I've been wondering this weekend about family. I am admittedly attracted to the notion, common in gay and lesbian circles, of "family of choice." The notion, born out of necessity where so many young men and women are shunned by their birth family, they create a new family of choice.

There is something unconscious that happens with birth family. We fall into the traps of complexity where a glance, or a word carries with it so much meaning that no one else understands. To find oneself at dinner with the in-laws for example, is to often find oneself scratching one's head in wonder as the conversation digresses into argument or silence. A complex trap has been sprung, and because you're not the child of the house, you've been blind sided by it.

Of course, this raises the important question, asked only half facetiously, do you want your organization to be like a family? Do you really want your organization to have the same kind of complex traps that a birth family inherently does?

I wonder if there is something though to the notion of a family of choice as a model for a close knit organization or team. For example, the word 'choice' denotes that all participants have a choice about staying or leaving. The word 'family' denotes commitment, honesty and safety. When I find myself, safe, committed and in an honest environment, my productivity increases. And if I no longer feel that security or commitment, I can leave, knowing that I have made a difference. Of course, perhaps we might just suggest that family is family and organizations are organizations, and we would be wise not to confuse the two!

I hope that this week finds you safe and loved within the bonds of a healthy family, either your family of origin, or your family of choice. And that your work in that family is productive for all concerned.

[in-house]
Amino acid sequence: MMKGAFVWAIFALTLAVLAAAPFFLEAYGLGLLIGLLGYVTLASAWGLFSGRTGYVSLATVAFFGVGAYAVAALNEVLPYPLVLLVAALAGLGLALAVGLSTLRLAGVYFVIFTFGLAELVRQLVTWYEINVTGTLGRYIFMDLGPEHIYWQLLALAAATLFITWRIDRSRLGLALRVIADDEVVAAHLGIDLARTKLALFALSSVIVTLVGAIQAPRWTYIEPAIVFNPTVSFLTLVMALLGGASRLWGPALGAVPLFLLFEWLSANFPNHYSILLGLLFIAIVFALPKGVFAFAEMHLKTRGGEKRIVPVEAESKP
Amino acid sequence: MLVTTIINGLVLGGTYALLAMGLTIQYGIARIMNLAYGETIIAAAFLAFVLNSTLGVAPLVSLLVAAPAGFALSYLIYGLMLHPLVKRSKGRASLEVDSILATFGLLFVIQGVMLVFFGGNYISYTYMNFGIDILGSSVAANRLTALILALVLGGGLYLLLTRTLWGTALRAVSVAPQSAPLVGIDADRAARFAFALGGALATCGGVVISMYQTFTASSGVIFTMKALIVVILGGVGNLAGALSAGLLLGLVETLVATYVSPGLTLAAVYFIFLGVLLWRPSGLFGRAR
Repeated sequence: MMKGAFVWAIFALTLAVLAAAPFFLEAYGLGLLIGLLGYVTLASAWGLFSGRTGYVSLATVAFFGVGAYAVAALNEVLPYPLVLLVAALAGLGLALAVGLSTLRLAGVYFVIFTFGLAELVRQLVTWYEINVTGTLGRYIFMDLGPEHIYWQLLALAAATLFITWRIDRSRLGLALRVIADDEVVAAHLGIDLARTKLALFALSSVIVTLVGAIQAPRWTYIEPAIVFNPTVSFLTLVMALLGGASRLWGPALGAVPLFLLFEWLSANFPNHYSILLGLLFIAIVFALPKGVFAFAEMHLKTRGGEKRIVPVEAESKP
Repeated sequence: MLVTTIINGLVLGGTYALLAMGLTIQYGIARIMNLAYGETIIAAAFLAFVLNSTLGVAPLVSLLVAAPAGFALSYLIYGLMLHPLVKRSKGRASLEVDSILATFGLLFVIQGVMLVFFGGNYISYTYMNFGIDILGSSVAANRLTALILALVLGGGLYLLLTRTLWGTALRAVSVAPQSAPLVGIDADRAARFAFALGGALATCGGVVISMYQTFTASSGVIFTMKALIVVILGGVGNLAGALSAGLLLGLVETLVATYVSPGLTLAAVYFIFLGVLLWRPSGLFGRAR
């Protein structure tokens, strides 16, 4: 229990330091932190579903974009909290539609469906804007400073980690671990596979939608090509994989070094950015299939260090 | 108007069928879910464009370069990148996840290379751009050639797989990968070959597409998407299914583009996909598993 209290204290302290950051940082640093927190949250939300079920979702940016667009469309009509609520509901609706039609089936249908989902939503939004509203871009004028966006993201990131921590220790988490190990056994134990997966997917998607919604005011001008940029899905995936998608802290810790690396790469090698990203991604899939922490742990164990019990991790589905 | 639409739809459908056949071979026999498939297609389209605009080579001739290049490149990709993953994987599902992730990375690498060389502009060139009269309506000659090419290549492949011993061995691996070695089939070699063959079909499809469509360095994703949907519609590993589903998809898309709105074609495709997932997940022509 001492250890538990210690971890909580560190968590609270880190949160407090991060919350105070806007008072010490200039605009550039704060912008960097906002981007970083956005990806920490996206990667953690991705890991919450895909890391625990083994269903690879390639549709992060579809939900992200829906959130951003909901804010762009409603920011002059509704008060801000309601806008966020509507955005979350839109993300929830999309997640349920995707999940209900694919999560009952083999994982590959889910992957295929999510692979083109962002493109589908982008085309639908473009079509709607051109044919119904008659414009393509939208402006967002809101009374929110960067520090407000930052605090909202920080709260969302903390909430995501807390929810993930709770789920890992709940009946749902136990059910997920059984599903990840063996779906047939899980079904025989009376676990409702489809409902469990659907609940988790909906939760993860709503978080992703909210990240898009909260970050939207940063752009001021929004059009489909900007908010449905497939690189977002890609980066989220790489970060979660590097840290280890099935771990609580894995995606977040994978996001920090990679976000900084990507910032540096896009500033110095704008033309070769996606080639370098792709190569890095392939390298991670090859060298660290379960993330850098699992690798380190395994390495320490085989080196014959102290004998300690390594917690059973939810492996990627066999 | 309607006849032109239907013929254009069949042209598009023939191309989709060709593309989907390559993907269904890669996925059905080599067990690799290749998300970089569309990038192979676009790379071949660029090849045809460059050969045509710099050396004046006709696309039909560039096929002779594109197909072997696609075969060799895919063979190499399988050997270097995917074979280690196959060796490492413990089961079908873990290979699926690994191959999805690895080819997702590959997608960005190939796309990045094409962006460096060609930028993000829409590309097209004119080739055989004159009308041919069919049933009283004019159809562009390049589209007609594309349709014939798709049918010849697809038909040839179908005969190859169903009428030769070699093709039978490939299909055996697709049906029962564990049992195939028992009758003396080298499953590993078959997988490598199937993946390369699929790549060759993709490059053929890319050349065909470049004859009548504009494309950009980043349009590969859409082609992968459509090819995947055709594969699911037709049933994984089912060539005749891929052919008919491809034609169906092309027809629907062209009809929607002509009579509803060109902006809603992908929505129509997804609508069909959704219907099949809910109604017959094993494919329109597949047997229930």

Good morning, and I hope the first day back to school brings fun and learning for us all.

I had the pleasure of hearing Christopher Lind speak this weekend. A renowned thinker and expert in spirituality, Lind spoke eloquently on, amoung other things, belonging and belongings.

One of the issues we struggle with as individuals and as communities, is the value we place on these two words. Too often we assume that perhaps by having more belongings, we will belong more. In point of fact the key to abundant and long life is in fact belonging. As Lind said, from birth, "we are we, long before we are me." Belonging to each other is one of the greatest gifts we can give and receive.

As leaders, it may help to recall that more often people are more motivated, more engaged by belonging to a meaningful and healthy group than by acquiring more belongings. Ask yourself, I this a team to which I would choose to belong?

I hope this week is filled with belonging for us all.